WEEK 36: B&W with Colored “Filters”

This week’s challenge introduces the concept of using colored filters for B&W photography. Some of you may already be familiar with this concept, but for others it will be brand new information. Don’t worry – you do not need to purchase filters in order to accomplish this week’s challenge! We will simply be applying the digital equivalent of a technique used by B&W film photographers. In fact, Ansel Adams himself used a colored (red) filter in his well-known “Monolith, the Face of Half Dome” and described it as one of the most exciting moments of his photographic career because it was his “first conscious visualization.”

2017 WEEK 39: B&W with Soft Light by Jeanie Sumrall-Ajero. A yellow filter used during the B&W conversion helped to darken the purple petals at the top of the viola and blend them into the background while the yellow petal with the water drop became nearly white.

2017 WEEK 39: B&W with Soft Light by Jeanie Sumrall-Ajero. A yellow filter used during the B&W conversion helped to darken the purple petals at the top of the viola and blend them into the background while the yellow petal with the water drop became nearly white.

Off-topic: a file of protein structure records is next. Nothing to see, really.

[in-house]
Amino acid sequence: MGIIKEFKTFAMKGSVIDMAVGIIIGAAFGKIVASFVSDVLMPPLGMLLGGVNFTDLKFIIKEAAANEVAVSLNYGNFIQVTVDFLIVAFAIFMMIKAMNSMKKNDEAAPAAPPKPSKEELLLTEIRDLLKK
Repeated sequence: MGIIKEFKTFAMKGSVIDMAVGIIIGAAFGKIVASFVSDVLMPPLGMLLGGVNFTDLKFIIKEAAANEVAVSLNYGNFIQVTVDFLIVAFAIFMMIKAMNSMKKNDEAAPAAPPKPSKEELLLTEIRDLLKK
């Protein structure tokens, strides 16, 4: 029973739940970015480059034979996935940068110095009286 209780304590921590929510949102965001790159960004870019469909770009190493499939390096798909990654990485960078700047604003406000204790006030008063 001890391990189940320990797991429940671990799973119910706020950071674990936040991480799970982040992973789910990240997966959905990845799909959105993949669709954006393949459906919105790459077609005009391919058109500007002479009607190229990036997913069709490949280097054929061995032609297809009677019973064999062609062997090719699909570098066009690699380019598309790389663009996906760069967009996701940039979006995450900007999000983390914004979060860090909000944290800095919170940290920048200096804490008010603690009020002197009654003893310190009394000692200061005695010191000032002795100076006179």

So what exactly do colored filters do and why use colored filters if the goal is a black and white photo?  You might remember my challenge back in 2017 where I talked about learning to “see” in B&W and how contrasting colors do not necessarily mean contrasting tonal values. For example, red tomatoes against green leaves are nearly the same tonal values when converted to B&W:

Colored filters are extremely helpful in situations like this because they allow you to control how colors are represented in shades of gray. In other words, colored filters allow you to better separate different colors in your black and white photos because a colored filter lets through more of its own color and less of all the other colors to be recorded on the camera sensor.

Looking at the set of images above, the flowers don’t stand out very well from the background in B&W when no filter was used. But let’s take a look at what happens when different colored filters are used – remembering that a colored filter lets through more of its own color and less of all the other colors.